FRAGILE LAND: THE DESERTIFICATION ISSUE
Although soil supports primary productive activities like agriculture, forestry and cattle raising, its relationship with society is best understood when soil is related to land.
The land concept involves many other components besides soil. It is defined as the specific area of the Earth’s crust with specific features in terms of atmosphere, soil, geology, hydrology and biology, as well as those resulting from past and current human activities, and the interaction between all these elements (UNCCD, 1994).
The United Nations Convention to Combat Desertification (UNCCD) defined land degradation as “the reduction or loss of economic productivity and complexity of terrestrial ecosystems, including soil, vegetation and other biotic ecosystem components, as well as of ecological, biogeochemical and hydrological processes that take place in them”. In this sense, land degradation involves the degradation of soil, water resources and vegetation, changes in the frequency of fires, disruption of biogeochemical cycles and biological invasions, among other phenomena.
When land degradation occurs in arid, semiarid and dry subhumid zones, this phenomenon is denominated desertification, and may result from factors including climate variations and human activities (UNCCD, 1994). In Mexico, the desertification concept has been broadened to encompass all ecosystems, given that land degradation is not restricted to arid, semiarid and dry subhumid areas. However, these are deemed the areas most vulnerable to desertification (Conaza-Sedesol, 1994).
Global efforts to fight desertification are led by UNCCD, which became effective during the 1990s. As of March 2008, 193 countries had joined, subscribed or ratified their subscription to this Convention; Mexico ratified its subscription in 1995 (UNCCD, 2008). UNCCD objectives include the combat of desertification and prolonged drought through long-term strategies aiming at improving productivity and achieving the rehabilitation, conservation and sustainable use of land and water resources, to ultimately improve the conditions of people living in desertified areas.
In Mexico, official attention to the desertification issue dates back to 1970, through the creation of the National Commission of Arid Zones, Conaza (Comisión Nacional de Zonas Áridas), but it was until 2005 that the National System to Fight Desertification and Natural Resource Degradation (Sistema Nacional de Lucha contra la Desertificación y la Degradación de los Recursos Naturales, Sinades) was constituted within the framework of UNCCD objectives.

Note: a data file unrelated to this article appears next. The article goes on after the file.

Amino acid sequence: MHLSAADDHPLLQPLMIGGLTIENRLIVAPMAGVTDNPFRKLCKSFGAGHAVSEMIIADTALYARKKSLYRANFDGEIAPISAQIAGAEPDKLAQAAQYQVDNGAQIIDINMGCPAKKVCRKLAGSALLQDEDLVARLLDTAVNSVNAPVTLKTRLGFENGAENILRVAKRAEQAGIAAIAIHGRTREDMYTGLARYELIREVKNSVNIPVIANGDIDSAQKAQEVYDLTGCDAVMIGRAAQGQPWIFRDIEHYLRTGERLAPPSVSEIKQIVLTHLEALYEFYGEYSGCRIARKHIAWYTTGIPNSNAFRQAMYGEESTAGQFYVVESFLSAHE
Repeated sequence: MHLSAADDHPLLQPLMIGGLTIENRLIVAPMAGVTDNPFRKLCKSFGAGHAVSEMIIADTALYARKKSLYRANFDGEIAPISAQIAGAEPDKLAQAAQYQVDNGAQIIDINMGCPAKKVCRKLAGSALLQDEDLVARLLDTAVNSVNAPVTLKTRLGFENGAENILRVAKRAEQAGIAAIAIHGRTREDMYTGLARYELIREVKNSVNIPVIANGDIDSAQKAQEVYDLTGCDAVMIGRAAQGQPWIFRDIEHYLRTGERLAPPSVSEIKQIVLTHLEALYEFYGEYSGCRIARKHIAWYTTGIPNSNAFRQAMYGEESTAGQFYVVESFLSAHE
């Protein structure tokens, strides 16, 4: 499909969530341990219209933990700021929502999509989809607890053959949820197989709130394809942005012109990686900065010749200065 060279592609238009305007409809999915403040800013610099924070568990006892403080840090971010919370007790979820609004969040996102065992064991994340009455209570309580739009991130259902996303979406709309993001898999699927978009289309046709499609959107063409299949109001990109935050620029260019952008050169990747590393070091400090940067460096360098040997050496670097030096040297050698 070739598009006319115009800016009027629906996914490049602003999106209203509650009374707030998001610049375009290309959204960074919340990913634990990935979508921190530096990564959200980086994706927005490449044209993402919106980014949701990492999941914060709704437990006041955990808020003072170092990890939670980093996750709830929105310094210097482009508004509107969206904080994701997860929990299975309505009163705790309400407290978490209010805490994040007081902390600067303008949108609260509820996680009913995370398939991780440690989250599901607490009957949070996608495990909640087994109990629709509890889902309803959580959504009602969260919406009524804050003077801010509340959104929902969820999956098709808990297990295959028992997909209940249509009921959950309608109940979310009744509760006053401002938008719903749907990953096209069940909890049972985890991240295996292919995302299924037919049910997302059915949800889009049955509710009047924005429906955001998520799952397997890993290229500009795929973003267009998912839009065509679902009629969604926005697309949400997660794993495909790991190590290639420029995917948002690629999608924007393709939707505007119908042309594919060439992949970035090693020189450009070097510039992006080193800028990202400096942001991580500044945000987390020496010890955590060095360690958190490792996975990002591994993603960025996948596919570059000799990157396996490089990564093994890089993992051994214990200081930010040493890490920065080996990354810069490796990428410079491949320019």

Sinades coordinates actions undertaken by several public agencies and social organizations, aimed at containing and reversing desertification, aiming that rural producers, especially in critical zones, adopt production systems and practices oriented to preserving an improving the condition of natural resources through specific policies, instruments and financial resources to offset desertification. Sinades involves the participation of the Boards of the Environment and Natural Resources (Semarnat), Livestock and Fisheries Management (Sagarpa), Social Development (Sedesol), Rural Reform (SRA), Public Education (SEP), Health (SS) and Economy (SE), as well as state governments, rural producers, social organizations, peasants, higher-education and research institutions.
Arid, semiarid and dry subhumid areas, collectively denominated drylands, are characterized by unique climatic conditions, including scarce and variable precipitation, high or very low temperatures (the latter in cold deserts) and a high potential evapotranspiration. Technically, arid zones are defined as those with an aridity index (calculated as the rate between mean annual precipitation and mean potential evapotranspiration) between 0.5 and 0.65. Based on these values, 30% of the world’s arid zones are located in truly arid, 45% in semiarid and 25% in dry subhumid areas (Reynolds et al., 2005; Map 3.10).
Altogether, drylands (including very arid zones)6 comprise 41.3% of the Earth, amounting to 6 thousand 90 million hectares distributed mainly in Asia, North Africa and a large portion of Australia (Map 3.10). Industrialized countries include 28% of total dryland areas, whereas the rest (72%) are located in poor countries (MEA, 2005).